THE LITTLE FRIEND by Donna Tartt (Vintage Book, 2002)
“The only thing keeping this book together is the binding” quipped one reviewer on Good Reads. It’s an exaggeration but I understand where this reader is coming from.
Donna Tartt’s second novel begins,like her first and third, with a violent death. The sister of a dead boy, Harriet, vows to find out what happened. She’s a gutsy, unconventional young woman and the strength of this character raises hopes that this might be a tight and nail-biting murder mystery or at least a gothic melodrama of sorts.
It is neither.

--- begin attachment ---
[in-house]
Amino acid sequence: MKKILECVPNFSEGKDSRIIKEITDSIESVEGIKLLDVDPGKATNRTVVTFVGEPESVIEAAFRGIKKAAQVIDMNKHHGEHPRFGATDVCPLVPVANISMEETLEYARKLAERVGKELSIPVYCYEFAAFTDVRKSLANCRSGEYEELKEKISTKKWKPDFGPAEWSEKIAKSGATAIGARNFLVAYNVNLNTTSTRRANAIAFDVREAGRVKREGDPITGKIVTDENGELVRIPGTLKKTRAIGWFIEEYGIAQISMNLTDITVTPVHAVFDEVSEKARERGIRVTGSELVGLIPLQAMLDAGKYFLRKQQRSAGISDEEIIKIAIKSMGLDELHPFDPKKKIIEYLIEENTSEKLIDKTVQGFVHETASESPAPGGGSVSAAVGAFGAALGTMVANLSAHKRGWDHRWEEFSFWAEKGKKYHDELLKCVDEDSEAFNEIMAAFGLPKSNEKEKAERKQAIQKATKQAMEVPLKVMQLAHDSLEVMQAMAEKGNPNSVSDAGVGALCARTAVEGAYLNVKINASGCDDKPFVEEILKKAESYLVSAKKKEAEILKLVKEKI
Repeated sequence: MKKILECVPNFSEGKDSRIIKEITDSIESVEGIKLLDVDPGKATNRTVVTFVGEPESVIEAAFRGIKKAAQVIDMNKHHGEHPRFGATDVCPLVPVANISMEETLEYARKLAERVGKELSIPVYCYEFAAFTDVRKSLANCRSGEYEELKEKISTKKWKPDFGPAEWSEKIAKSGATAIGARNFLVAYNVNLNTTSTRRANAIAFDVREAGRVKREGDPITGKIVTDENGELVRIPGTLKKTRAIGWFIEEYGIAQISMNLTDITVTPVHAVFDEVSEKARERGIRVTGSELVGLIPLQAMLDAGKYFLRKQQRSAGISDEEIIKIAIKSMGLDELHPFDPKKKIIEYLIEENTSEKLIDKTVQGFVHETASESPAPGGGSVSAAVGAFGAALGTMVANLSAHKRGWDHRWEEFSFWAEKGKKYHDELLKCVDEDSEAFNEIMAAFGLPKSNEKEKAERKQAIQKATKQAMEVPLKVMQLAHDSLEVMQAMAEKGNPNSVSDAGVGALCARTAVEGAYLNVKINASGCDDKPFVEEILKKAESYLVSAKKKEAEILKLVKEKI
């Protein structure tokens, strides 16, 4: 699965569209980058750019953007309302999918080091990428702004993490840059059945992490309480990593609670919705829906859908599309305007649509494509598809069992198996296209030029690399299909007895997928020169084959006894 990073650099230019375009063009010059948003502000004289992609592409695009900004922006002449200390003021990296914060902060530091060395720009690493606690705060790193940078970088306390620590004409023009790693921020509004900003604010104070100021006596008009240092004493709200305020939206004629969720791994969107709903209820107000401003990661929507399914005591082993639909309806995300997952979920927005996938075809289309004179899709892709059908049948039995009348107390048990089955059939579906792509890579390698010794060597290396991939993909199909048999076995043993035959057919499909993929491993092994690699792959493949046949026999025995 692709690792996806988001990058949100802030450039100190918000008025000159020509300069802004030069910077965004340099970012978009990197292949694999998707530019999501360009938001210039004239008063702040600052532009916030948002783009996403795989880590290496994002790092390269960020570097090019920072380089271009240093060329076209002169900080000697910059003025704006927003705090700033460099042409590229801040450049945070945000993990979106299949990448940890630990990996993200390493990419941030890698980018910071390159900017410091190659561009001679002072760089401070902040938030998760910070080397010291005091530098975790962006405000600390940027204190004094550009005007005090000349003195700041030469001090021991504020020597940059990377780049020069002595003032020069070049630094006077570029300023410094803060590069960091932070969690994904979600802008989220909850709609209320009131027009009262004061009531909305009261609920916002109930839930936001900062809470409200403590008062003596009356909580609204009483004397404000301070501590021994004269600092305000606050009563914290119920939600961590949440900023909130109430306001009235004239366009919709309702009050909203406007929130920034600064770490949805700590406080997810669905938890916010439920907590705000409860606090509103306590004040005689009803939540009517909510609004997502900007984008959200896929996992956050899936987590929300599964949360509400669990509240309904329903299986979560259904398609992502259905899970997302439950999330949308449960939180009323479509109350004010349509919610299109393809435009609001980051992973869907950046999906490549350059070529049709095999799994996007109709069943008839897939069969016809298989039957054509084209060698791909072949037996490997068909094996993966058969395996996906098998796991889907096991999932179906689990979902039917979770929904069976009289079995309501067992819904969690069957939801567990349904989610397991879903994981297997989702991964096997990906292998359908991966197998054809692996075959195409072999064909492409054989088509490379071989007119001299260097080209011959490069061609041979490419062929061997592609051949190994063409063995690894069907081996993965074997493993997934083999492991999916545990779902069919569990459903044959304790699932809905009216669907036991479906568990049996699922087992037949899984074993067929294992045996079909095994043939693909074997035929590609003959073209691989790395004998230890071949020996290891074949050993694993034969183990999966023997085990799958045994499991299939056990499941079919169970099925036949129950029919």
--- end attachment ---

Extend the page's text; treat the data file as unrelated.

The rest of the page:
The main failing is that the tightness and control displayed so brilliantly in The Secret History is absent. Instead, the looseness that made the conclusion of The Goldfinch such a disappointment is all too present.
When Donna Tartt is writing about domestic dramas she is good at exposing “the tiny flaws and snags in the thread of reality” and creates tension in the most mundane of family situations. When she tries to write about characters from the wrong side of the tracks the credibility factor begins to falter. Drug dealers and violent delinquents are not her forte. Long passages here try desperately to create a Dickensian sweep involving good vs evil; right vs wrong but end up being merely sprawling and unfocused.
It picks up briefly towards the end with a couple of good action sequences but by then I’d ceased caring.